As humans, our behaviors are extremely erratic and complex. That’s why Predictive Analytics on human behavior is so fascinating as we are able to make sense of something that seems intangible. How does the human component play in to the notion of Chance and Luck? Life is filled with unknowns. While we can observe the past, what we really want to see is the future, and the future remains unknown until it happens.
In the old days, humans would attribute all future events to luck, to an unknowable deity to try and influence the future by prayers or sacrifices to the deity. But more recently, science has developed various techniques to predict the future with certainty (the sun will rise at 6:08 am tomorrow) or with some level of accuracy (e.g. it will rain tomorrow). Yet with human affairs there are too many unknowns and people attribute predictive success to “luck”.
But isn’t luck just an example of chance, i.e., just an expression of probabilities? The difference between luck and chance is similar to the risk and uncertainty which is described by various authors, for example in Nate Silver’s book, “The Signal and the Noise”. Risk represents uncertainty about the future that you can model with a probabilistic model–a prime example of this is gambling on card games like blackjack or poker. It is possible to calculate the distribution of probabilities for every possible hand. In poker, there is the additional unknown of the player strategy, but it is still possible to come up with estimates of the return from different hands, etc.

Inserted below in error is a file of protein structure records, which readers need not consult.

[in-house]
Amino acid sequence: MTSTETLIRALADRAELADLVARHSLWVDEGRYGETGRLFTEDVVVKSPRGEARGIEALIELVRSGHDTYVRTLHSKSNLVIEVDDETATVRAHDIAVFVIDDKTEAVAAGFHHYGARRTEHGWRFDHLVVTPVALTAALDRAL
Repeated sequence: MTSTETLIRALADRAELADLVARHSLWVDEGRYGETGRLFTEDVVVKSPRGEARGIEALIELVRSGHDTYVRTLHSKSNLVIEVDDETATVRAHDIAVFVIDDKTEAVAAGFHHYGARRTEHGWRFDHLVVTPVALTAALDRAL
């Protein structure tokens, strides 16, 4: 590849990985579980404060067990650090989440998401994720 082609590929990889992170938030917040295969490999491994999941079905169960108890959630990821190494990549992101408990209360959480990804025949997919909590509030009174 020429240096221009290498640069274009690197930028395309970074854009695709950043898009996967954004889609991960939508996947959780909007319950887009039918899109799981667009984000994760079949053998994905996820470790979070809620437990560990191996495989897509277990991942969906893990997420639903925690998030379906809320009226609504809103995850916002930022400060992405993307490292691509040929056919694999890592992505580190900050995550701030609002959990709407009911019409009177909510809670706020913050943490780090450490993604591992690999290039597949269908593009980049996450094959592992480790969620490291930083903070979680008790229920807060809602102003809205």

On the other hand, with other prediction problems like the mortgage market, financial engineers came up with great models for the probability distribution of people paying the mortgage early when the interest rate changed, etc.
Unfortunately, these models did not capture the behavior when house prices crashed nationwide, and the great financial crisis of 2008 resulted from the realization that the models captured risk, but not the underlying uncertainty of when and where the models were applicable and when they broke down completely.
When the models broke down, there were no easy fixes–the Gaussian assumptions underlying most models did not work with the long tailed (or “black swan”) events of the crisis. Even in games of chance where the probabilities are well known, human behavior adds an element of predictability that can be used to improve the odds. We will discuss how to improve the return in one of the simplest and most popular gambles, The Lottery.
Can you be lucky playing the lottery?
Even in simple probabilistic games where everything is due to chance and the probabilities are well known, there is often a human element to prediction that can be used to improve the odds. A good example of this is a lottery. In a typical lottery, the player chooses 6 numbers from 1 to 49 without repetition. The lottery commission also chooses 6 numbers, and if the player’s numbers match all the numbers chosen by the lottery commission, the player wins the jackpot. If the jackpot is not won one week, it is carried over to the following week.